Rob Karp
Founder and CEO, MilesAhead, a proud associate of Valerie Wilson Travel, New York

Describe your career as a travel agent. How long have you been in the business? What attracted you to it?

I’ve been in the business for a little over four years and I am about to begin my junior year at the Cornell School of Hotel Administration. MilesAhead was founded back when I was 14. Today we are a team of 10+, on track for a $5m+ book of business and to help clients redeem 50m frequent flyer miles in 2017. My initial passion for the travel and hospitality industry was airlines; I love them, I love flying and I love to design itineraries. Throughout my middle school and high school years, I learned all about turning frequent flier miles into (nearly) free airfare. My friends and family inspired and encouraged me to go out and start a business. It started out where family, friends (and then friends of friends) would call me to find out how best to use their miles, and I would gladly help them. A client base built up quickly, and those clients started to ask me to help them make their arrangements—air, hotel, cruise, everything. People saw value in working with an expert to help them optimize their miles, and their excitement led to seeking a full-service travel advising experience.

What has been a “highlight” in your career, thus far?

I am lucky to work day in and day out with a wonderful team and to have the opportunity to service our clients. I truly feel like I am living a dream and it brings a smile to my face each and every day. Each day brings a new challenge, and we’re constantly learning something new.

What are some of your best practices when it comes to selling cruise travel?

When it comes to cruises (or any part of the travel market), I think that managing expectations, effectively communicating the specifics (ship differences, room types, dining options, etc), and delivering first hand insight is crucial. Since there are numerous cruising options, and each client is different, I think it’s up to the travel advisor to listen and understand the type of traveler they are working with. A Regent cruiser is much different than a Norwegian cruiser. And, once they make that decision, you want to take their experience to the next level. Use your sales contacts to leverage additional benefits, meet cruise executives at conferences, talk to fellow agents who have been aboard a ship that your clients might be traveling on! The more value and expertise you can bring to the table, the more clients will appreciate you and trust you.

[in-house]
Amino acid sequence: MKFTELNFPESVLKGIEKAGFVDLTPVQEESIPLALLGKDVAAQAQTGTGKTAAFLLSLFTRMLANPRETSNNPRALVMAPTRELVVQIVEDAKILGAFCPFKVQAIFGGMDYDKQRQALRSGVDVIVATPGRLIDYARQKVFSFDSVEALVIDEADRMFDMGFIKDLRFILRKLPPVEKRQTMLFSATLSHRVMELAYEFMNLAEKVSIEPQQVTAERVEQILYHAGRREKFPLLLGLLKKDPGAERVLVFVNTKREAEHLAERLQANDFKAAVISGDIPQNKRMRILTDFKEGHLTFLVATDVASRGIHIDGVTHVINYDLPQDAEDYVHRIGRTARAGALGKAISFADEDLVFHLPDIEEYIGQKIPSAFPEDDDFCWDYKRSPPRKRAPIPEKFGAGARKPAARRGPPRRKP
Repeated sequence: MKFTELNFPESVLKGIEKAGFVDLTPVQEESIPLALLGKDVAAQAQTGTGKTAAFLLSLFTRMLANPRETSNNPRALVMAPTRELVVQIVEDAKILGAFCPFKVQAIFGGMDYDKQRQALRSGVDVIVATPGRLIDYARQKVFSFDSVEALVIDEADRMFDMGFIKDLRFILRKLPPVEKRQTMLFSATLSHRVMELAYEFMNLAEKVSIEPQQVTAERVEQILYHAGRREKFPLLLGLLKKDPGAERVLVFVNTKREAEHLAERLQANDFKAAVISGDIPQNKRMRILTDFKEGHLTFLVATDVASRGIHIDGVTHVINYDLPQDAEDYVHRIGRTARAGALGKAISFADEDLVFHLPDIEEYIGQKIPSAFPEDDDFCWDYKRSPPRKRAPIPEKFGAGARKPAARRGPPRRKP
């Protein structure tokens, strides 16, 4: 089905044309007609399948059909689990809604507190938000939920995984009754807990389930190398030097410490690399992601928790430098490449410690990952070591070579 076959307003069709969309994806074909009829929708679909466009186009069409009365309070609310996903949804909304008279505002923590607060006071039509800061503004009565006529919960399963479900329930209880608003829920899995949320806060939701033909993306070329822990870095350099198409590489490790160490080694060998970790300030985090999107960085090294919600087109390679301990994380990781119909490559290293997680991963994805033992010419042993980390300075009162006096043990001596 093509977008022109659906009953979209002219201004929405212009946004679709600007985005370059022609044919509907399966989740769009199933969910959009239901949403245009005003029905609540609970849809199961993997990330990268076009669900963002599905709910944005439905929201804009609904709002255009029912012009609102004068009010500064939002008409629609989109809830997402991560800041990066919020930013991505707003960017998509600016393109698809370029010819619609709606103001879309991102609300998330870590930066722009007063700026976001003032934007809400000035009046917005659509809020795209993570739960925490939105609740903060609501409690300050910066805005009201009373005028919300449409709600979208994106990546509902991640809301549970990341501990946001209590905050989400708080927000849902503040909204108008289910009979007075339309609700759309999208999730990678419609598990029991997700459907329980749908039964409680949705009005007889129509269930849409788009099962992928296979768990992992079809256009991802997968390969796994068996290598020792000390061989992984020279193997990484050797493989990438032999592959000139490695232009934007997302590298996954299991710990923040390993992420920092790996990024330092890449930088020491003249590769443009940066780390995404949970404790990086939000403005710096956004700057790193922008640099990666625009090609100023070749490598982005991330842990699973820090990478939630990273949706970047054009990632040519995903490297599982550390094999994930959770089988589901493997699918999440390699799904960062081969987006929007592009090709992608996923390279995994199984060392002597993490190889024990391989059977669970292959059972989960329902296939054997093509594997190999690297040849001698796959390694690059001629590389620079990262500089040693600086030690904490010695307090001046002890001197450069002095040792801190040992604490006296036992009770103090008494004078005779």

What is your biggest challenge when selling cruises and how do you overcome it?

I would say the biggest challenge to selling cruises is travelers’ misconception of what cruising is. Many travelers view cruising as a hectic, busy experience where you miss out on the true culture and colors of a destination. However, we know that isn’t the case, especially with the amount of high-end river cruises and smaller ships out in the marketplace today! I think the best way to overcome this barrier to entry is getting a client to take a cruise (and enjoy it!), or talk to a friend who has gone on one. What might be most important to understand is that some people won’t be cruisers, no matter what you share with them.

Share your point of view on how the industry can attract millennials and future generations to become travel consultants.

Over the past few years, with an especially strong economy, people are looking to travel, and they’re looking to experience the world. In junction with this rise of traveling, the industry has seen an influx of travel consultants join the market, many of them pivoting from other professions. Lawyers, bankers, consultants…turning to travel consultant! This profession is an exciting one. It’s fast paced and challenging, but can be incredibly rewarding and in my opinion, holds endless opportunities. One of my goals for MilesAhead is to become the place where the new agent, looking for a great experience, wants to join. Our culture is all about support, helping our team succeed, and delivering a world-class experience for our customers.

Research tells us that millennials are using travel agents more than any other living generation. What has been your experience in selling to fellow millennials?

It’s interesting, because while we work with millennials, they aren’t our largest group of consumers. Going back to the question about best practices, I think an advisor’s success with selling to millennials comes down to listening to the client, practicing effective communication, and executing to the nth degree. Millennials want to see the whole picture and understand the value proposition to a T.

Please add any additional thoughts about your role working with the cruise industry and selling cruise vacations that may not have been covered above.

I think cruising is at a very interesting stage in the market; many mature clients will cruise, whether it’s multi-generational or with friends. However, there is a growing market of younger (40+) cruise clients looking for a different type of experience; the river cruises do a great job of playing that role. And, I think Ritz-Carlton breaking ground is going to be fascinating to see how it plays out!